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North Texas Doctors Expect A Bigger Spike In Respiratory Illnesses After Thanksgiving

Flu season began earlier than expected this year and doctors are concerned about the holiday season
Photo: DC Studio | Shutterstock

As previously reported by Local Profile, flu season began earlier this year, and North Texas hospitals have been working at max capacity over the past couple of months due to a spike in RSV pediatric cases. According to Fox 4 News Dallas-Fort Worth, the DFW Hospital Council said that nearly all hospital beds in the area are full and doctors are preparing for an even bigger spike coming in the next seven to ten days after Thanksgiving.

Stephen Love, president of the DFW Hospital Council, told Fox 4 News DFW that hospitals located within the 19 counties that make up Trauma Sevice Area E are running with 91% occupancy, while pediatrics occupancy is over 96%. 

Hospitals in the area have also seen an increase in COVID-19 and flu cases. On Tuesday there were 259 patients with COVID-19 hospitalized, and in 24 hours, that number jumped to 306. According to the CDC’s respiratory illness activity map, Texas is one of the states with the highest levels of flu one month ahead of winter.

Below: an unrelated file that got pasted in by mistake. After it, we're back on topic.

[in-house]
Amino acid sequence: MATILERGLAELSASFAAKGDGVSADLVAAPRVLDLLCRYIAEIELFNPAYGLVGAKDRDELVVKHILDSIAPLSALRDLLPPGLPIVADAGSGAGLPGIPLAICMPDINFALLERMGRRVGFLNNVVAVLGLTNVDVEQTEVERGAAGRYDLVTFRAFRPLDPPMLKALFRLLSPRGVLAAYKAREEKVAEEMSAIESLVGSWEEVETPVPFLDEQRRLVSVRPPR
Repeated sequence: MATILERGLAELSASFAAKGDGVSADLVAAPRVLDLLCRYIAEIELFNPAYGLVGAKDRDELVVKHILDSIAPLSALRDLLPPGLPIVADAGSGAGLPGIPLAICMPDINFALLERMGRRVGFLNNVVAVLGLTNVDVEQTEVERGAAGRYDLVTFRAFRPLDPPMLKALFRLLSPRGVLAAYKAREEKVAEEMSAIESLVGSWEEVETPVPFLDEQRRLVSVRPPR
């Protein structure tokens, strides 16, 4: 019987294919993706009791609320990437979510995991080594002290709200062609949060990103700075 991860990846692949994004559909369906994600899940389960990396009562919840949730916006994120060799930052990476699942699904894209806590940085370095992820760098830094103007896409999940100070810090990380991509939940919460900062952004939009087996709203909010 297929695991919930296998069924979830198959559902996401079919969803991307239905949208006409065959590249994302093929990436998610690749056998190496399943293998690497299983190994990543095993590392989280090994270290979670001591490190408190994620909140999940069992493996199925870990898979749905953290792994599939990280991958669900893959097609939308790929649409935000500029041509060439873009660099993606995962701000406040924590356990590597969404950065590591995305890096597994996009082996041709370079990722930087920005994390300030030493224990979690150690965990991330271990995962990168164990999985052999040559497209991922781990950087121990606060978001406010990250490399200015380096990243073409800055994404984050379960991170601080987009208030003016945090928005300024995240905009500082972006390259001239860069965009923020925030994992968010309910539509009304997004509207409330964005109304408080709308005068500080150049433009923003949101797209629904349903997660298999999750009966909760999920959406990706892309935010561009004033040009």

Doctors are concerned that a new spike could be on its way after people gathered with families this past Thanksgiving weekend, which is when the flu season usually starts. "Typically, we're used to the flu season really starting to pick up after Thanksgiving,” Dr. Nick Karr, founder and CEO of Citra Urgent Care, told Fox 4 News DFW. “And if you look, I mean our volumes again are what we would predict for late December." 

Dr. Karr estimates this increase in hospitalized cases could be caused by people relaxing and disregarding the precautions that helped keep the number of cases low during the pandemic.

This surge in respiratory illnesses comes at the same time hospitals are struggling with staff shortages, which means that even if beds are available, there might not be enough doctors and nurses to take care of patients.

On November 14, the  American Academy of Pediatrics (AAP) and Children’s Hospital Association (CHA) sent a letter to President Biden and HHSS secretary Xavier Becerra asking them to declare an emergency declaration to help hospitals face the surge in respiratory illnesses.